“The plane had lost radio contact momentarily and the German planes were there to make sure everything was alright,” confirmed Alexander Huber, CEO of the air company Tuifly Nordic to The Local.
“Air traffic control lost radio contact with the plane at 8:41 am, and activated a request for a sight identification of the plane," said Captain André Hesse of the Luftwaffe to The Local.
According to Hesse, two Phantom F4F jets on a training flight were ordered off their route and redirected to the plane to carry out a sight identification.
"This involves getting close enough to identify the plane – and to take a look in the cockpit to see whether anything unusual is happening. They have to come relatively close to do this," Hesse told The Local.
For several nerve-racking minutes the pilots struggled to regain contact before finally getting the radio to work again while the two fighters flew alongside the charter plane.
Hesse also told The Local that Luftwaffe planes must react within 15 minutes to any such request as part of the Nato integrated air defence system covering Europe.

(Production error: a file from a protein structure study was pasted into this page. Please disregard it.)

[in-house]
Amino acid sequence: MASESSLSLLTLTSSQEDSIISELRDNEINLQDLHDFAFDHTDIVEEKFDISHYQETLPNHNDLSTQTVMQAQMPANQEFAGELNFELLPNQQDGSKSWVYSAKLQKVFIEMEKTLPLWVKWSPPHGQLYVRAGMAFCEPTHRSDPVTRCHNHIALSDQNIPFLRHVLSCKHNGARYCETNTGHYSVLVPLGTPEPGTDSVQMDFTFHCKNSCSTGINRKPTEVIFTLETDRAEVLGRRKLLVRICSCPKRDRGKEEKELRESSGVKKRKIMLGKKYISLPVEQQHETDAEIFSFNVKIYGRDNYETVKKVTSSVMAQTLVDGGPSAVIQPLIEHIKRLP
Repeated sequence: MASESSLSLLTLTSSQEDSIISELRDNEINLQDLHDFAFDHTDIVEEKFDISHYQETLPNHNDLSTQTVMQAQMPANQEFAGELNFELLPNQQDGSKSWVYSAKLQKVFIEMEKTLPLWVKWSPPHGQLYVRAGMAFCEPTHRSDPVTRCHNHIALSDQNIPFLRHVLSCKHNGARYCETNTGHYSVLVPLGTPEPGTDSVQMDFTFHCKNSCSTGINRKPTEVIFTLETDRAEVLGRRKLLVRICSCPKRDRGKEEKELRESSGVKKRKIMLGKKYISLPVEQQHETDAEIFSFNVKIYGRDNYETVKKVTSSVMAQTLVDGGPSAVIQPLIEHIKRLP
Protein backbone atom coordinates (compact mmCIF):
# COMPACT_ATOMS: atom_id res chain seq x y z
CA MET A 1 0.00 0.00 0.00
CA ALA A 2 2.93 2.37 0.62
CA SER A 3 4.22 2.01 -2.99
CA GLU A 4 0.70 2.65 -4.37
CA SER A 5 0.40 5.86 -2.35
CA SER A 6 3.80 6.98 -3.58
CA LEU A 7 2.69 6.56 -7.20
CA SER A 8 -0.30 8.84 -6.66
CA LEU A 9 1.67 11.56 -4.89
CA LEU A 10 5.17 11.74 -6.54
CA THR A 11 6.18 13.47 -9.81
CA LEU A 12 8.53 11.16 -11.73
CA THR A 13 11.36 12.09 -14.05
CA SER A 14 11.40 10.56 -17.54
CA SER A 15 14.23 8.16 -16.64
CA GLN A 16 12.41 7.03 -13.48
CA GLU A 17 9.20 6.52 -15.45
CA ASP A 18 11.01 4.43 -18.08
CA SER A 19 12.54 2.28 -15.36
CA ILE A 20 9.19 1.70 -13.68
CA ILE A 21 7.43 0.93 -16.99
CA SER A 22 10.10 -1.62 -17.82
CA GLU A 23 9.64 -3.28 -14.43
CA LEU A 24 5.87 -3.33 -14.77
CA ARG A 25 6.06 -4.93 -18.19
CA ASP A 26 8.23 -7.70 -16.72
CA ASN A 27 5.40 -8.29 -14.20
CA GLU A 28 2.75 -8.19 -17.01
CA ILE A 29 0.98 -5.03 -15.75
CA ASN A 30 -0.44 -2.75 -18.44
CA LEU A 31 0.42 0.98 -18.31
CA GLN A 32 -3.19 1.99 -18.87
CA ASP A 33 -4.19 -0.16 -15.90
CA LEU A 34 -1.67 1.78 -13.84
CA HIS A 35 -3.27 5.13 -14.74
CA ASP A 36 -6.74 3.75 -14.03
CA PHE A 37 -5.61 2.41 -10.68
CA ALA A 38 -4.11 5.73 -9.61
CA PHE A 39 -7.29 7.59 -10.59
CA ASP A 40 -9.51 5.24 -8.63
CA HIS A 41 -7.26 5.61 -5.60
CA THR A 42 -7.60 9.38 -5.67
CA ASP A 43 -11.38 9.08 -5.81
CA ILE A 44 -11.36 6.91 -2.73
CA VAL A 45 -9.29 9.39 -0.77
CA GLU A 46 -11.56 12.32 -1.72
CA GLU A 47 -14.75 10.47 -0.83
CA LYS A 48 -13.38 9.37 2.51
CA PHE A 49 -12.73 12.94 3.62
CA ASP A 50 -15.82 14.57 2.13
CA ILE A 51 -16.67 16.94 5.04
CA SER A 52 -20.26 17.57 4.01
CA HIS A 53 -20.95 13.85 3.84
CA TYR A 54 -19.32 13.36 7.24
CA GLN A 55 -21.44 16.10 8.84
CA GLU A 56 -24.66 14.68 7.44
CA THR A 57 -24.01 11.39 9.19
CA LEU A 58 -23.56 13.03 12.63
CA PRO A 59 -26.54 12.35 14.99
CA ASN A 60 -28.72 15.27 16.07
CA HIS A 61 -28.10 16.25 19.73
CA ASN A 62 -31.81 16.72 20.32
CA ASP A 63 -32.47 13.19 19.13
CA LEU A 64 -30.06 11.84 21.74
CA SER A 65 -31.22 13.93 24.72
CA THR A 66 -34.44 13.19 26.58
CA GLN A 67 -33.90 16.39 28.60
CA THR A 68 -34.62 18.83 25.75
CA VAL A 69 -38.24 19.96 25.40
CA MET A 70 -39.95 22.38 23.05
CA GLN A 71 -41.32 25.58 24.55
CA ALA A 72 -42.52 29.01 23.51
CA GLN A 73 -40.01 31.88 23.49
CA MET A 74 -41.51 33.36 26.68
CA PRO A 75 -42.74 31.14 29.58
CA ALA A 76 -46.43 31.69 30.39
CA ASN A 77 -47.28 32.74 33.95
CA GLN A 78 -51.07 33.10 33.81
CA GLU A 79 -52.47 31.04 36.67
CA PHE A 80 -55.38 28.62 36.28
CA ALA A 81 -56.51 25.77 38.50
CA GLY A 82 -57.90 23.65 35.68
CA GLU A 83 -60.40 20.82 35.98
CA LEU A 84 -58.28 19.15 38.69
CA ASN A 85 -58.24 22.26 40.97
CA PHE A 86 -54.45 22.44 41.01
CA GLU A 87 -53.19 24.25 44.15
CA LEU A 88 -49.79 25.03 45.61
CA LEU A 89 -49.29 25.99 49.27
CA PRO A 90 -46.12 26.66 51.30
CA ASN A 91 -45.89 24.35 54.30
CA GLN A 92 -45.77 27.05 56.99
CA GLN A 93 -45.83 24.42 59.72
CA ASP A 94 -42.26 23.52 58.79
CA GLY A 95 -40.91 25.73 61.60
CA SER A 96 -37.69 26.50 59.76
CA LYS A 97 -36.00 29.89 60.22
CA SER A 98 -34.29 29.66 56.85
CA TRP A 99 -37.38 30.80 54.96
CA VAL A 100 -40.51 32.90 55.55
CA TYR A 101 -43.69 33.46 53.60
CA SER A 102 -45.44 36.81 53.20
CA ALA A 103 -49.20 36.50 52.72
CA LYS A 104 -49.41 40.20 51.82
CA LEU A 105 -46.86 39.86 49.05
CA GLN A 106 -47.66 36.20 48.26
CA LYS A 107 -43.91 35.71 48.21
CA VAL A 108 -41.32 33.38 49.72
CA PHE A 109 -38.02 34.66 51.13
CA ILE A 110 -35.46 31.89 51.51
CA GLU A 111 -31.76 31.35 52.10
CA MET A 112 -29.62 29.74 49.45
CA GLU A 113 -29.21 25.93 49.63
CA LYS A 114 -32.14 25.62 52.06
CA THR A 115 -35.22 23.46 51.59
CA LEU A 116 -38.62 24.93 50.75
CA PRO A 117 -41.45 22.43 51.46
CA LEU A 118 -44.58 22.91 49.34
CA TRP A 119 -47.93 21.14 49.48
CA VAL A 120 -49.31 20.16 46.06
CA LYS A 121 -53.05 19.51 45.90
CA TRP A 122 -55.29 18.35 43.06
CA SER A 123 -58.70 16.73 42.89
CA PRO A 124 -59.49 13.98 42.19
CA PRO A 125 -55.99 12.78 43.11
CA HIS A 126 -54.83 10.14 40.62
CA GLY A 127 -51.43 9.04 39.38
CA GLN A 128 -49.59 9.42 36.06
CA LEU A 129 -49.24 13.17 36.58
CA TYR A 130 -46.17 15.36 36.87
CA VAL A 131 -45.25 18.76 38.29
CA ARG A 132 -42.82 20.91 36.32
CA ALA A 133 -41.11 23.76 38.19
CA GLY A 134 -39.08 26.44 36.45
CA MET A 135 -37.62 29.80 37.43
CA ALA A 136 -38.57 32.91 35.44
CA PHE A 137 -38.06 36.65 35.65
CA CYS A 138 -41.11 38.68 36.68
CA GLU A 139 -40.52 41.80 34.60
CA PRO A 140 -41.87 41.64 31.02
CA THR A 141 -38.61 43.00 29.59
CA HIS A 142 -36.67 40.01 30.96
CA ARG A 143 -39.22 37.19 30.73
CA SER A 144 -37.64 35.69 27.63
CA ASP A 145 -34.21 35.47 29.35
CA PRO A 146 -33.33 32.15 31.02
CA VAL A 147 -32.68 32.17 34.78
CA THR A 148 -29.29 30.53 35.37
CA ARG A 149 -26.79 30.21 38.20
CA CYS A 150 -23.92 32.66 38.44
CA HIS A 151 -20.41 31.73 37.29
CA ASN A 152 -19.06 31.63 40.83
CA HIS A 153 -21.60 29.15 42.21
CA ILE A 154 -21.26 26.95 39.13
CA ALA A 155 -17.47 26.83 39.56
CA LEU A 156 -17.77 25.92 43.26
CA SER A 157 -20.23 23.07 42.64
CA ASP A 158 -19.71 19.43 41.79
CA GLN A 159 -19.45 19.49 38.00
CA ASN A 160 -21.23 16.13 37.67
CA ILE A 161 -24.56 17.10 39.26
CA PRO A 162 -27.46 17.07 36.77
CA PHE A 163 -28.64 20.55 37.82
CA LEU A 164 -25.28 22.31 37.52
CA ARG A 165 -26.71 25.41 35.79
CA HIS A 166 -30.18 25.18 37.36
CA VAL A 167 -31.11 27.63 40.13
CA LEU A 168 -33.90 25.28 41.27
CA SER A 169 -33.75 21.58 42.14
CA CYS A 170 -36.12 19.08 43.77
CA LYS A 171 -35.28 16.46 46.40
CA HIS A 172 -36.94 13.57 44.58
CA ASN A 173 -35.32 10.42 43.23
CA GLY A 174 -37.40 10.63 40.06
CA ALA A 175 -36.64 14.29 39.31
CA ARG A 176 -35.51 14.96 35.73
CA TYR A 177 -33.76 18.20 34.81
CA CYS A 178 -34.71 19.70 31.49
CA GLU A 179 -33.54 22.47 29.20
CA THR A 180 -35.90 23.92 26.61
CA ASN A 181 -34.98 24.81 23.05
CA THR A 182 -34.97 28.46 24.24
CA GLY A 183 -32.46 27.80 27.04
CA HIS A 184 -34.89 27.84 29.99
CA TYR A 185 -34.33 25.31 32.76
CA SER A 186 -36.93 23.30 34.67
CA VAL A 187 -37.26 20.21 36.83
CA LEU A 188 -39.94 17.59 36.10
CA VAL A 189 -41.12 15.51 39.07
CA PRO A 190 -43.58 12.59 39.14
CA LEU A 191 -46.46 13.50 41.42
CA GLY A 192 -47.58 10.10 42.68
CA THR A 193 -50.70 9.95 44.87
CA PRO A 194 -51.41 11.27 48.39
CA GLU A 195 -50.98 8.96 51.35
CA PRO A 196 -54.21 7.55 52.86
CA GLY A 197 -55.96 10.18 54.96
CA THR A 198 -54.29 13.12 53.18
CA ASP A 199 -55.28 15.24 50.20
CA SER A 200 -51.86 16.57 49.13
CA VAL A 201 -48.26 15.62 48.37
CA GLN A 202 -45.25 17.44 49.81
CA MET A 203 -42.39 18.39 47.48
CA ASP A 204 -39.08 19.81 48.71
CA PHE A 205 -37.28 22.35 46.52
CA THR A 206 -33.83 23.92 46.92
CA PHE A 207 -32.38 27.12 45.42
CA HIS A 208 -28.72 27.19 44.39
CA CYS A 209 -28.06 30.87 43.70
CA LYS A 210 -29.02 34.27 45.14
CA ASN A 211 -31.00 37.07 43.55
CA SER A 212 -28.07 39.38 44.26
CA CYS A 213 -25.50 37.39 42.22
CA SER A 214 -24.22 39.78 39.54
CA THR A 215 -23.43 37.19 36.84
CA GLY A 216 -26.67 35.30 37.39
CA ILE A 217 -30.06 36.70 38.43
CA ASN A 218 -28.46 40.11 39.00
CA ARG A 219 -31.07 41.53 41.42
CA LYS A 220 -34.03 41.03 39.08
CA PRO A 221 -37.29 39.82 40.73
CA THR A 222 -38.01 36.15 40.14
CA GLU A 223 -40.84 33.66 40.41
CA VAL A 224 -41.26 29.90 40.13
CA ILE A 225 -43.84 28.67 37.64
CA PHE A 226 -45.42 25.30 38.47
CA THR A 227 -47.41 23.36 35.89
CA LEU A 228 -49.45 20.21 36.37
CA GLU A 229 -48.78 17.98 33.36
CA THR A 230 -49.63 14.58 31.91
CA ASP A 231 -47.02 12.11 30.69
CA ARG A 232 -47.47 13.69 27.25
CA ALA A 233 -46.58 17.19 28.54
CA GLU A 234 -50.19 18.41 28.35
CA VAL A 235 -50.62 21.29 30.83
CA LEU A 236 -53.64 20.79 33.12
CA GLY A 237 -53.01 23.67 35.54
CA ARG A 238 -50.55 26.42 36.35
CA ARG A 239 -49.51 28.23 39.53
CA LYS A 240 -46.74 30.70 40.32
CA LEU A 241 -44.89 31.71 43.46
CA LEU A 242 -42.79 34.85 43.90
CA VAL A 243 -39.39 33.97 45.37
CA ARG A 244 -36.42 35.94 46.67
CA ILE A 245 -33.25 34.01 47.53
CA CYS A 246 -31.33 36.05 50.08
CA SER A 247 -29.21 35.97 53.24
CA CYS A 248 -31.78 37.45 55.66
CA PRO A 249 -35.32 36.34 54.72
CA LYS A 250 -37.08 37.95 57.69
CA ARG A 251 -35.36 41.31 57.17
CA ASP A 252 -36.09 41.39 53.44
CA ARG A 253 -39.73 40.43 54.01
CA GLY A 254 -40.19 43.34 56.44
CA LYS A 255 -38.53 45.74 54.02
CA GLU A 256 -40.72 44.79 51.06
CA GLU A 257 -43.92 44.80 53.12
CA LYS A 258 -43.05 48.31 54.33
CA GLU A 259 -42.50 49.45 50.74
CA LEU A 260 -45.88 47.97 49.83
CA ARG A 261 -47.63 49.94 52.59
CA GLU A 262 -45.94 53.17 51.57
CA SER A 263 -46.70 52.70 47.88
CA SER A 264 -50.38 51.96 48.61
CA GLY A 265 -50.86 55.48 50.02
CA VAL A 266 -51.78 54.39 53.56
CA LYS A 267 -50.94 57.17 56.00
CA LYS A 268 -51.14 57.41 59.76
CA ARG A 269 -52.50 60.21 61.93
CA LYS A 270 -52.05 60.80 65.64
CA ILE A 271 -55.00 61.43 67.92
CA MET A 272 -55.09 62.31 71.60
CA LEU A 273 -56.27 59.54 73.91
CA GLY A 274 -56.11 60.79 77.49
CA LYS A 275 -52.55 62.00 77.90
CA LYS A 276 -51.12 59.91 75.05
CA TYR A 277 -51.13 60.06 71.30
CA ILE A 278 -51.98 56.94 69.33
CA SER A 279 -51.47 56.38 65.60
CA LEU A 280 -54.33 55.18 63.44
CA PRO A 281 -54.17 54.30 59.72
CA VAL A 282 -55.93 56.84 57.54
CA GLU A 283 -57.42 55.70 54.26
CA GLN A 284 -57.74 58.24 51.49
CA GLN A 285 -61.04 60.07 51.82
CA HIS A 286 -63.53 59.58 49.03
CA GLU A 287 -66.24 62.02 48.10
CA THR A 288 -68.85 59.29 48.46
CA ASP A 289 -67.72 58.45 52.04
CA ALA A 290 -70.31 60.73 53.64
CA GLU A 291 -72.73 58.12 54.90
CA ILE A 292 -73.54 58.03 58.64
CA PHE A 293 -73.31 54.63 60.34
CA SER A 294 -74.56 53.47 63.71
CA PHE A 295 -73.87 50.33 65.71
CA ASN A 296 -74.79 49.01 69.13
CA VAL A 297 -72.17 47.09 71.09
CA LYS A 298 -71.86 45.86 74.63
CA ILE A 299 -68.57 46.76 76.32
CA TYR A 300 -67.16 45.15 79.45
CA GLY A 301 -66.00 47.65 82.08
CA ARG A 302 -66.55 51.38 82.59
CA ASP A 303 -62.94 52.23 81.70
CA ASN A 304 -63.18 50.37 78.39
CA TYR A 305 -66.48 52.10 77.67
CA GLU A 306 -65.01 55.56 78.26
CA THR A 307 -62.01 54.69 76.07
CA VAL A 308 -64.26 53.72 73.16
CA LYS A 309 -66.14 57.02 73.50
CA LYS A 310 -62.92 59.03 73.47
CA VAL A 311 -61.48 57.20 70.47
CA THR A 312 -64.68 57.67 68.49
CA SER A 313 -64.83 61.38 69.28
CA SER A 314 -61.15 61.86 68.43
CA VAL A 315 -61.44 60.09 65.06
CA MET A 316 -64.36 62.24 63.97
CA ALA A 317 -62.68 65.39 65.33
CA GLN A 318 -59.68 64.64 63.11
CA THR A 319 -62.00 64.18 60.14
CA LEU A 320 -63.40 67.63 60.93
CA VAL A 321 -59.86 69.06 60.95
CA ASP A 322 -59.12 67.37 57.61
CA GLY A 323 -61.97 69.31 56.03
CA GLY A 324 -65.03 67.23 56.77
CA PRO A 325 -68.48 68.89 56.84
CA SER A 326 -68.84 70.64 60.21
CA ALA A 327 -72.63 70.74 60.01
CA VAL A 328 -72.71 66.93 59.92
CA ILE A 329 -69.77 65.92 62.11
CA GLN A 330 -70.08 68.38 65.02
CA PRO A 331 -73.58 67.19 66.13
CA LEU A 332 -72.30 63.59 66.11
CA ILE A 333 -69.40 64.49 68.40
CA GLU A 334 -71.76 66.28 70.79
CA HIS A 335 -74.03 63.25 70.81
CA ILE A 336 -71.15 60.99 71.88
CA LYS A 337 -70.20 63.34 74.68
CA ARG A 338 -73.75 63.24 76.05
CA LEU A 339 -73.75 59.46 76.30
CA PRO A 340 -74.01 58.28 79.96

“The Phantoms escorted the plane from 8:45 until 9:00, when radio contact with air traffic control was re-established,” said Hesse.
According to Alexander Huber, it isn't that uncommon for planes to temporarily lose radio contact and he maintains that passengers were never at risk.
“It has happened before, both to us and to other companies. All countries have different routines as to how fast they deploy their air force to check out the situation. It differs from country to country,” Huber said.
The jet plane, a Boeing 737-800, is currently on its way back to Gothenburg from Mallorca.
“When it arrives back to Sweden we will make a full investigation into why it lost contact with air traffic control,” Huber told The Local.